Rocky Mountain Adventures is a new lifestyle magazine for outdoor adventure seekers. They publish high-quality, long-form, magazine-style adventure writing that weaves storytelling and rich media (e.g. gopro footage, HD photos, GPS log maps).
Outdoor enthusiasts love gear: clothing, equipment, and gadgets. They publish well-researched reviews of equipment for every adventure sport.
Finally, they are offering real-life guided adventures. We have dozens of awesome, pro guides with tons of outdoor experience who will be leading multi-day trips. This is a premium service: food, lodging, and itinerary are all handled by us. They'll offer different Rocky Mountain activities such as rafting, backpacking, cycling, and a unique hang gliding experience. These activities are based throughout the rocky mountain region and cater to a range of physical ability and experience.
They plan on revenue from three sources: affiliate sales of reviewed equipment, profit from guided adventure signups, and display advertising. They need to have at least one banner ad and one medium rectangle ad on every pageview. They were open to other ideas for display ads — certainly additional revenue — but don’t want our site to be too cluttered.
Information architecture (IA) is a science of organizing and structuring content of the websites, web and mobile applications, and social media software.
Information architecture aims at organizing content so that users would easily adjust to the functionality of the product and could find everything they need without big effort.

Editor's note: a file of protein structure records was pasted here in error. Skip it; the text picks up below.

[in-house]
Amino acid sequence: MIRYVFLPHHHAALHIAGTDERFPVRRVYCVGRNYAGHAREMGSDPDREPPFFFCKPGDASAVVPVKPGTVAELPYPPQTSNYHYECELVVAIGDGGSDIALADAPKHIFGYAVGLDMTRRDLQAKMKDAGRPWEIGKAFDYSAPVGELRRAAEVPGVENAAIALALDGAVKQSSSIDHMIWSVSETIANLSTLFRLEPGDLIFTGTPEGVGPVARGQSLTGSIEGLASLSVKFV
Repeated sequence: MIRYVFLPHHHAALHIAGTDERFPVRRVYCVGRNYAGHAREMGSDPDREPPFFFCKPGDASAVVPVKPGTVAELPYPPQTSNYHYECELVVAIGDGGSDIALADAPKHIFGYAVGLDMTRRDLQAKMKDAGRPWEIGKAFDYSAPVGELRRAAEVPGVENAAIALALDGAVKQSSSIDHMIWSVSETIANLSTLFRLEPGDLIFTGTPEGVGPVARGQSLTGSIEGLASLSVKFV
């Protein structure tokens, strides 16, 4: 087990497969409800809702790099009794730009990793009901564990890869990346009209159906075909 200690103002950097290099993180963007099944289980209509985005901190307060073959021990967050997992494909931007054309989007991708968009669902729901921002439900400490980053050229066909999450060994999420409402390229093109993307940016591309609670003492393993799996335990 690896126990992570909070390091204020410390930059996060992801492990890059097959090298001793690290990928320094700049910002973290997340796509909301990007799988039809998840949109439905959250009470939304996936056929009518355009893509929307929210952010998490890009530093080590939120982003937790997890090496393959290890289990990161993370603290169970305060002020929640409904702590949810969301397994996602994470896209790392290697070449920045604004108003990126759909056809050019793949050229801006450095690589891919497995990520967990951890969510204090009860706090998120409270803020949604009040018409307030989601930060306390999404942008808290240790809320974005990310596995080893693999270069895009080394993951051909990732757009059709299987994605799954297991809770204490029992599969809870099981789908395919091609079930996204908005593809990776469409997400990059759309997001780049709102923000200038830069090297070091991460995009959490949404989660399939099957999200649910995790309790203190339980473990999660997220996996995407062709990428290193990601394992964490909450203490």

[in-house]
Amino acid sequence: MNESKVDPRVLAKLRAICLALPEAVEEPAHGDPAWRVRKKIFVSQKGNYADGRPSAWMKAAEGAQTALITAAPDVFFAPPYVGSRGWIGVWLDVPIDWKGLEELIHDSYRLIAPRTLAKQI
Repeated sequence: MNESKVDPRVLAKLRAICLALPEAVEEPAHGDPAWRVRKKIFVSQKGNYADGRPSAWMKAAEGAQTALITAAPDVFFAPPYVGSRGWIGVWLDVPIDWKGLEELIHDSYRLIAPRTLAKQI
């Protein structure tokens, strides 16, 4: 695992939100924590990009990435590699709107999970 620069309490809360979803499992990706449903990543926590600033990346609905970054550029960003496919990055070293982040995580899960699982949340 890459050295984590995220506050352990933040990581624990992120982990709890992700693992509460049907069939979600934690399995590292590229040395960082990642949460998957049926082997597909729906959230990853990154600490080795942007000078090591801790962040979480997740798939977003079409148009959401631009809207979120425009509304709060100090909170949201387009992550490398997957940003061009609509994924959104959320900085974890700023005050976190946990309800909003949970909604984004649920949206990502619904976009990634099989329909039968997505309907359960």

A wireframe is a two-dimensional illustration of a page’s interface that specifically focuses on space allocation and prioritization of content, functionalities available, and intended behaviors. For these reasons, wireframes typically do not include any styling, color, or graphics. Wireframes also help establish relationships between a website’s various templates.
The Value of Wireframes
Wireframe annotations are important because they give clients clear explanations to your design decisions. If you don’t annotate your wireframes, your clients have the power to assert their biased judgement on your design. Unless they understand user experience, it’s hard for most clients to see the value of your design without annotations.
Focus on design and concepts: Without the pressure of making every page linked, clickable, and interactive, you can worry less about the more technical parts of prototyping and spend more energy on ideation.
Real-time iteration: Let’s say you’re gathering customer feedback on your sketched prototype. During this test, you can quickly redo part of the design based on customer comments in real time, in just a few minutes.
Accessible to everyone: Everyone can doodle. With low-fidelity prototyping, even non-designers can participate in the design process and think through content, menus, and flow.
More familiar to users: High-fidelity prototypes look like live software to customers, meaning participants would be more likely to behave naturally during testing.
Pinpoint specific components to test: You can dive deep into a single component (like flow, visuals, engagement, or navigation) during user testing. This allows you to get detailed feedback on certain elements of the design that would not be possible with pen and paper.
More presentable to stakeholders: Clients and team members will get a clear idea of how the product will look and work before it ever goes live. You can also set clear expectations with developers in the early stages on how much time will be needed to build your prototype and have a finished product.